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Sommeliers finding room to mature
OVER the past 15 years, Patrick Cappiello has been one of New York's most accomplished sommeliers. Now, like so many of the country's top wine servers, he has largely put that job behind him.
Instead, on a bright September morning here in this fast-growing city in western Sonoma County, he was immersed in plans for the 2018 vintage of Monte Rio Cellars, his new wine label, for which he expects to produce about 2,700 cases this year.
Making wine is the fulfillment of a long-held ambition, but it's very much a side project for Mr Cappiello, 46. His main job now, he says, is managing Renégat Wines, a portfolio of small-production wines that he is importing and distributing.
One of Renégat's major assets is his own Forty Ounce Wines, a collection of good, inexpensive French wines packaged in unpretentious screw-cap bottles.
Mr Cappiello's journey from leading sommelier to wine entrepreneur is not unusual.
In the past 20 years, working as a sommelier or wine director has come to be seen as a glamorous job, with access to great wines and fascinating travel opportunities.
Yet the actual hard work - schlepping boxes, stocking shelves, doing inventory and working nights on the restaurant floor - makes a career as a sommelier seem temporary at best, a means to another, longer-term job in wine or beyond.
A story like Mr Cappiello's typifies the career trajectory of the modern sommelier, who, after a decade or so of the intense, adrenaline-fuelled restaurant life, capitalises on reputation and a network of connections to find a possibly less demanding, more fulfilling niche in the wine business.
These men and women are following paths carved out by a pioneering generation of sommeliers who established the job as a necessity in modern American restaurants, while also demonstrating its potential as the beginning of a different career.
Through the 1980s, few restaurants in the United States had sommeliers. The popular notion of the job was of the formal French wine server, who condescended to insecure consumers while trying to upsell them.
This began to change in the late 1980s as personable American sommeliers - like Daniel Johnnes at Montrachet in New York and Larry Stone at Charlie Trotter's in Chicago, then at Rubicon in San Francisco - helped make wine seem more friendly, even fascinating.
Pretty soon, no corner bistro worth its steak frites could be without a wine guru, and the status of sommeliers rose as they become crucial educators and influencers in the chain from vineyard to dining table.
These wine elders showed a way into the restaurant business for a generation of younger sommeliers, and they also demonstrated a way out.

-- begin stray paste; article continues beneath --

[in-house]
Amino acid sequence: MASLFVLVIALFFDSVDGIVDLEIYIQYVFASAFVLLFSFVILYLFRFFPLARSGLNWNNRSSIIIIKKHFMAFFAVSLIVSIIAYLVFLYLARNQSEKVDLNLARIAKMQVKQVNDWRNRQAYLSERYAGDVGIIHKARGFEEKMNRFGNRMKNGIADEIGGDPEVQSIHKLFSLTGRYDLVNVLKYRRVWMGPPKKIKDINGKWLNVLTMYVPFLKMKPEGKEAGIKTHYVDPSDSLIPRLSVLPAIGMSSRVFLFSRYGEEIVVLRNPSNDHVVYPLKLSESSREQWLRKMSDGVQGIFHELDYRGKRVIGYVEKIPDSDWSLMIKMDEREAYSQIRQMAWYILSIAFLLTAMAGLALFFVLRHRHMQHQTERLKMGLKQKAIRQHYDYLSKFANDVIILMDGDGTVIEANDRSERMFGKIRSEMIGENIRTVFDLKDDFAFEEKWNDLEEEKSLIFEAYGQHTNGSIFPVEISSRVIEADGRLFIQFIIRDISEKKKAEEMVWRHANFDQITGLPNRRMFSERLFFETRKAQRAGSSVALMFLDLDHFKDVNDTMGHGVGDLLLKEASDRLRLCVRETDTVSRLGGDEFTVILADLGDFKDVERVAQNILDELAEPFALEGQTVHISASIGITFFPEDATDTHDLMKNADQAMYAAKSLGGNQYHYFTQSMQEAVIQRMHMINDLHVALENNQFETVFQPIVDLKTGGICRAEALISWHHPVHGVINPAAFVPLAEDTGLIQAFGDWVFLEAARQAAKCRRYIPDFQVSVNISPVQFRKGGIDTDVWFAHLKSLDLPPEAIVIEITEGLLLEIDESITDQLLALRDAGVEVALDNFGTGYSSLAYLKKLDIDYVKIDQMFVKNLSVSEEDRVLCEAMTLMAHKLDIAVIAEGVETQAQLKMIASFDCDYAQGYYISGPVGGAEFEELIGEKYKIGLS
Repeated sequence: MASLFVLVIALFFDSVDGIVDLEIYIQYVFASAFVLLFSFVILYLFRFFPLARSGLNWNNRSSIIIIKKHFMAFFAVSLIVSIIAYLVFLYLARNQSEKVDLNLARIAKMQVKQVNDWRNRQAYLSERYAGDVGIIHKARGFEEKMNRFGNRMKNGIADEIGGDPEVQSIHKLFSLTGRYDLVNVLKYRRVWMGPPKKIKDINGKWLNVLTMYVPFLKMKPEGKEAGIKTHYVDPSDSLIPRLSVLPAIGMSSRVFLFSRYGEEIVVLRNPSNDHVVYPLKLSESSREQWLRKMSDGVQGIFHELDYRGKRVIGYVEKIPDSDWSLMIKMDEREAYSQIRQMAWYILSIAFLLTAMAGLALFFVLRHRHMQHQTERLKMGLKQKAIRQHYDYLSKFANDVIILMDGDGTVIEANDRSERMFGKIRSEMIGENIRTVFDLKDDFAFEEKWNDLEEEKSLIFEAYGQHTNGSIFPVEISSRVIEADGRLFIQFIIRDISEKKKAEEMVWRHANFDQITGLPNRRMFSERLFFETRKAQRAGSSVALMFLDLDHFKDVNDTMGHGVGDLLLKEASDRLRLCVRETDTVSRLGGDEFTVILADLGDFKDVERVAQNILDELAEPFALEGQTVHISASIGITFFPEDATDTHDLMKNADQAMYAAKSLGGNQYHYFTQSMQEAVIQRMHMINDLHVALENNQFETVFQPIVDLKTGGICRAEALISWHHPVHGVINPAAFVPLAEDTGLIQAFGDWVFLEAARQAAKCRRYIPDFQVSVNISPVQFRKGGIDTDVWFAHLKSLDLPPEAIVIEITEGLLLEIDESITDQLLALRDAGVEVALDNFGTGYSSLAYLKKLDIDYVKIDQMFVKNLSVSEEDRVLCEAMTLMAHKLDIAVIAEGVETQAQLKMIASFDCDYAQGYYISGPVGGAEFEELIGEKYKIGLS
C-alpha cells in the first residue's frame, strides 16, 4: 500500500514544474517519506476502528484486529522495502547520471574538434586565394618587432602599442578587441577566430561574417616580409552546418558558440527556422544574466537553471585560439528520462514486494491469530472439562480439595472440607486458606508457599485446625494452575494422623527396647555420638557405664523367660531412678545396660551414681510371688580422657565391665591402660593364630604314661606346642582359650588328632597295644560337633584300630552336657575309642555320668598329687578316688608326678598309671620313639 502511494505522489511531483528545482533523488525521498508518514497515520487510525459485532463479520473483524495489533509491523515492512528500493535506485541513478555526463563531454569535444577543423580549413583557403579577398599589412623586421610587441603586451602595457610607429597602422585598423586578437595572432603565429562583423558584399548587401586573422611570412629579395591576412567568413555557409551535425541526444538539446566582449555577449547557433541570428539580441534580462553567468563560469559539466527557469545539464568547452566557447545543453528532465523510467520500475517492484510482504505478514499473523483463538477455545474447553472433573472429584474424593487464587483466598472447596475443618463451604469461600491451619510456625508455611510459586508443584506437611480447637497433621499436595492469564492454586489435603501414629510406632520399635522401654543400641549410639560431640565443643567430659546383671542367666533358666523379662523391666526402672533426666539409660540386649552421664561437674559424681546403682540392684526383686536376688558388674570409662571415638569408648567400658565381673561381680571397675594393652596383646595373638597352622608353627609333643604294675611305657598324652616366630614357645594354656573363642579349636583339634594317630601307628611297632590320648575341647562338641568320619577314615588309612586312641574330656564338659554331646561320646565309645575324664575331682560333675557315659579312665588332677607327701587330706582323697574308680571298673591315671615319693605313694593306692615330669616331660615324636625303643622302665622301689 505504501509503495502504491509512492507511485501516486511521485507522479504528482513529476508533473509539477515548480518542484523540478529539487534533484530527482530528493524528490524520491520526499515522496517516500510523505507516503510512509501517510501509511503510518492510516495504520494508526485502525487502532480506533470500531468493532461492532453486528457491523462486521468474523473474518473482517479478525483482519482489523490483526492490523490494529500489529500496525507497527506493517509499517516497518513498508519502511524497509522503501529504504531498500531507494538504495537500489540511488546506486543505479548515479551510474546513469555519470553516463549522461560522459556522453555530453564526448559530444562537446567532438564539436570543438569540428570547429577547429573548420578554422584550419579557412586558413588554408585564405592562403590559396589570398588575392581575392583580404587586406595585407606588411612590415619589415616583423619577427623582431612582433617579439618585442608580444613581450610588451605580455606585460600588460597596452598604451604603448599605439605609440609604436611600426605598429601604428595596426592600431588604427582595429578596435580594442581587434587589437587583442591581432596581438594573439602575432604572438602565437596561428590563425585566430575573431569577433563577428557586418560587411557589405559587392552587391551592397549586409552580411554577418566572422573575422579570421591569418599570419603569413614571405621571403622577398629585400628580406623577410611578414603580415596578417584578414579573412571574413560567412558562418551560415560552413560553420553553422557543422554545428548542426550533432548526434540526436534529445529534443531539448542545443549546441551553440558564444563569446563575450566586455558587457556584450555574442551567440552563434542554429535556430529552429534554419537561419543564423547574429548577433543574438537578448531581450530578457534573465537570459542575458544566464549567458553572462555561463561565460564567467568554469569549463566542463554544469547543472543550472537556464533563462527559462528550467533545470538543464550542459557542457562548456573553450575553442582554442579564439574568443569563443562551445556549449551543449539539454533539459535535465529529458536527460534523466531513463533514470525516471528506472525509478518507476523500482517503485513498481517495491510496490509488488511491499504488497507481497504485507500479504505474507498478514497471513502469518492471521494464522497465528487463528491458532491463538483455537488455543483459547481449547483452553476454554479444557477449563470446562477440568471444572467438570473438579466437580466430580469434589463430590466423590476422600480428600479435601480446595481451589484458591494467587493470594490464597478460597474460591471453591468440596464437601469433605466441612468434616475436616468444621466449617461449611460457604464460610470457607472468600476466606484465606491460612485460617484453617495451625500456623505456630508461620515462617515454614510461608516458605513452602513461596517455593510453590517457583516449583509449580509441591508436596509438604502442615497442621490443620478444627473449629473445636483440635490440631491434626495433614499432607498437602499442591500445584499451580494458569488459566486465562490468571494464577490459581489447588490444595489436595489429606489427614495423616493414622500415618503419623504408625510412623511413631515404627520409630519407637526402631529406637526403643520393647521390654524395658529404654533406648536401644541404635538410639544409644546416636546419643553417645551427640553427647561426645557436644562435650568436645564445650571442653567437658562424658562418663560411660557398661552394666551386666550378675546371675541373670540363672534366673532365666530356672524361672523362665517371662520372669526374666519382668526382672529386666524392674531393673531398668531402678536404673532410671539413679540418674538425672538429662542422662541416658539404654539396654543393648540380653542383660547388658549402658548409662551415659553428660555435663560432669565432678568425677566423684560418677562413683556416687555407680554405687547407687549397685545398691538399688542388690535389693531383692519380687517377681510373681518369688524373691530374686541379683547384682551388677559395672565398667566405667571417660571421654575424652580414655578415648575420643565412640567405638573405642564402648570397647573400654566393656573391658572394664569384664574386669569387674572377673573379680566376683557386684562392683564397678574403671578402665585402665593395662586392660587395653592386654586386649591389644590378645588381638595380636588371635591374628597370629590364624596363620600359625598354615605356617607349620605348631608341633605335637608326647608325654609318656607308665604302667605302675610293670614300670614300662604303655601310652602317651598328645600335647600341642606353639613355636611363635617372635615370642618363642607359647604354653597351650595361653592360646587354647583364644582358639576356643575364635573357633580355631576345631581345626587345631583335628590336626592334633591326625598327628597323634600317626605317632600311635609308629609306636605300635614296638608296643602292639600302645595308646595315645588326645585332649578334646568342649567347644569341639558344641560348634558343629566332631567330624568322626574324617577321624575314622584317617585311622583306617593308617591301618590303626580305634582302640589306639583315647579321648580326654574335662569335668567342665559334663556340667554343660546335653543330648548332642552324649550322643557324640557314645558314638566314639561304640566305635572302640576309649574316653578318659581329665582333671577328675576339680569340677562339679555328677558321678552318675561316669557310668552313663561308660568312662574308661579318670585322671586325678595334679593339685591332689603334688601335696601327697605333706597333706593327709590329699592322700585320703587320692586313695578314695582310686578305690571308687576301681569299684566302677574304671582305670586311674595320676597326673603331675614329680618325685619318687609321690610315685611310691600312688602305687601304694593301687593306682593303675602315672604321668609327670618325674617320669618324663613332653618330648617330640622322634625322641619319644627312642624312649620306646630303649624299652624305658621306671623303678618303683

Mr Johnnes established an importing business, then began organising wine events, beginning with La Paulée de New York. He still keeps a hand in restaurants as corporate wine director for the Dinex Group, Daniel Boulud's restaurant empire, but his days pouring wine at tables are largely behind him.
Mr Stone left restaurants to work as a winery executive. More recently, he started his own winery, Lingua Franca, which produces pinot noirs and chardonnays from the Eola-Amity Hills of the Willamette Valley in Oregon.
Their examples galvanised the ambitions of several generations of leading sommeliers.
For Mr Cappiello, the moment came unexpectedly, with the closing of two restaurants, Pearl & Ash in 2016 and Rebelle in 2017, that he had nurtured as a partner and beverage director. Though both were successful, Manhattan real estate issues doomed them.
Joyous but stressful
"The diversity of the job can be joyous but also stressful," he said. "Particularly as a manager, you're driving customer service, doing Excel spreadsheets, inventory, accounting, it's a lot of things, which is invigorating but difficult for young people who think it's just talking about wine."
In 2014, he began Renégat. Chris Desor of Verity Wine Partners, an importer and distributor in the New York area, had invited him to put together a small portfolio under its aegis.
Through the connections he had developed as a sommelier, Mr Cappiello looked for small family producers in Europe and the United States who were environmentally conscious and - despite his experience with the most coveted wines of the world - reflected his own unpretentious, wine-for-the-people spirit.
He branched out, starting Forty Ounce Wines and making a series of wine education videos for Playboy. But the focus had always been restaurants, until Rebelle closed.
"I had this ragtag company that I hadn't done anything with," he said of Renégat. Fortuitously, he met Sara Morgenstern, who was based in Sonoma County and worked in wine sales. Soon they were a team personally and professionally. She is now director of operations for Renégat, and he splits his time between New York and Healdsburg, California.
Together, they sought to carve out a specific role for the company by asking the question, "What needs do our producers have that aren't being met?" Their answer: logistics.
For small producers in particular, whether in Europe or California, selling wine in the United States is daunting. Each state has its own rules, its own bureaucracy.
He says his philosophy is both California's past and his own. His goal is simple: refreshing wines that can sell from US$15-20 a bottle, a much-neglected price range in California.
While he is no longer working in restaurants, he does retain ties as a consultant, with Walnut Street Café in Philadelphia and Scampi in Manhattan. Both have excellent wine programmes run day-to-day by up-and-coming sommeliers, Kaitlyn Caruke at Walnut Street and Kimberly Prokoshyn at Scampi. He counsels them both by word and example.
"When they feel the stresses," he said, "they do see the future of working in a different way in the wine world." NYTIMES